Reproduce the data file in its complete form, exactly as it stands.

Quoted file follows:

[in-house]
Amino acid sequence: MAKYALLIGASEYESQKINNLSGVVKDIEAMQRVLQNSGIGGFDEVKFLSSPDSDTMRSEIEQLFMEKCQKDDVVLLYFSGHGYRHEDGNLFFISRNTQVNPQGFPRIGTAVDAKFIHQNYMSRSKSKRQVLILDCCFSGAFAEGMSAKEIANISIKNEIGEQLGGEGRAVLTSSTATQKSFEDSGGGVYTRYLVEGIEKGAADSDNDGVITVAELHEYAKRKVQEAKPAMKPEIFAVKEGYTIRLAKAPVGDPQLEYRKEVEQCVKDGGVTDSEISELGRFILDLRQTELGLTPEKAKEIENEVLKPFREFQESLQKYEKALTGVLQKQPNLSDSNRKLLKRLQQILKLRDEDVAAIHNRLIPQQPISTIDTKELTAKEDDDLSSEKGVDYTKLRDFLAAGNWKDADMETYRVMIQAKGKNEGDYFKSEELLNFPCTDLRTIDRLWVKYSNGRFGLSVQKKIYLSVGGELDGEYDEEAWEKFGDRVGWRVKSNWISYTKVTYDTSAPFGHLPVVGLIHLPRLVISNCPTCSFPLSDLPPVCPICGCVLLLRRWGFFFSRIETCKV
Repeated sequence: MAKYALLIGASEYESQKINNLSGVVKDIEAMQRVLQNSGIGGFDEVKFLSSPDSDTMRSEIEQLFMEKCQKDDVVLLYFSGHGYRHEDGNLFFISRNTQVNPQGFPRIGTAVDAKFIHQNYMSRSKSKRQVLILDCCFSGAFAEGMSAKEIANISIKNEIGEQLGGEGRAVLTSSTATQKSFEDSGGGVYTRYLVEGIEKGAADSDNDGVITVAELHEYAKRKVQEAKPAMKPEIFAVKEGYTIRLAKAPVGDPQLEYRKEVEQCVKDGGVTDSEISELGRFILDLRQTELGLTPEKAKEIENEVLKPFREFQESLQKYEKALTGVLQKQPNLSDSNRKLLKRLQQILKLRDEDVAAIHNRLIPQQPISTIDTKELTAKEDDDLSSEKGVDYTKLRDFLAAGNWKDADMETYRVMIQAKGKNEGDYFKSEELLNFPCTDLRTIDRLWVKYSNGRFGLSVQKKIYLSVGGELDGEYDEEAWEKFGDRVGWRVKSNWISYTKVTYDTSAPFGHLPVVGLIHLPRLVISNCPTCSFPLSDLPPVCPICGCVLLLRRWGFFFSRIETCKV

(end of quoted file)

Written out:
[in-house]
Amino acid sequence: MAKYALLIGASEYESQKINNLSGVVKDIEAMQRVLQNSGIGGFDEVKFLSSPDSDTMRSEIEQLFMEKCQKDDVVLLYFSGHGYRHEDGNLFFISRNTQVNPQGFPRIGTAVDAKFIHQNYMSRSKSKRQVLILDCCFSGAFAEGMSAKEIANISIKNEIGEQLGGEGRAVLTSSTATQKSFEDSGGGVYTRYLVEGIEKGAADSDNDGVITVAELHEYAKRKVQEAKPAMKPEIFAVKEGYTIRLAKAPVGDPQLEYRKEVEQCVKDGGVTDSEISELGRFILDLRQTELGLTPEKAKEIENEVLKPFREFQESLQKYEKALTGVLQKQPNLSDSNRKLLKRLQQILKLRDEDVAAIHNRLIPQQPISTIDTKELTAKEDDDLSSEKGVDYTKLRDFLAAGNWKDADMETYRVMIQAKGKNEGDYFKSEELLNFPCTDLRTIDRLWVKYSNGRFGLSVQKKIYLSVGGELDGEYDEEAWEKFGDRVGWRVKSNWISYTKVTYDTSAPFGHLPVVGLIHLPRLVISNCPTCSFPLSDLPPVCPICGCVLLLRRWGFFFSRIETCKV
Repeated sequence: MAKYALLIGASEYESQKINNLSGVVKDIEAMQRVLQNSGIGGFDEVKFLSSPDSDTMRSEIEQLFMEKCQKDDVVLLYFSGHGYRHEDGNLFFISRNTQVNPQGFPRIGTAVDAKFIHQNYMSRSKSKRQVLILDCCFSGAFAEGMSAKEIANISIKNEIGEQLGGEGRAVLTSSTATQKSFEDSGGGVYTRYLVEGIEKGAADSDNDGVITVAELHEYAKRKVQEAKPAMKPEIFAVKEGYTIRLAKAPVGDPQLEYRKEVEQCVKDGGVTDSEISELGRFILDLRQTELGLTPEKAKEIENEVLKPFREFQESLQKYEKALTGVLQKQPNLSDSNRKLLKRLQQILKLRDEDVAAIHNRLIPQQPISTIDTKELTAKEDDDLSSEKGVDYTKLRDFLAAGNWKDADMETYRVMIQAKGKNEGDYFKSEELLNFPCTDLRTIDRLWVKYSNGRFGLSVQKKIYLSVGGELDGEYDEEAWEKFGDRVGWRVKSNWISYTKVTYDTSAPFGHLPVVGLIHLPRLVISNCPTCSFPLSDLPPVCPICGCVLLLRRWGFFFSRIETCKV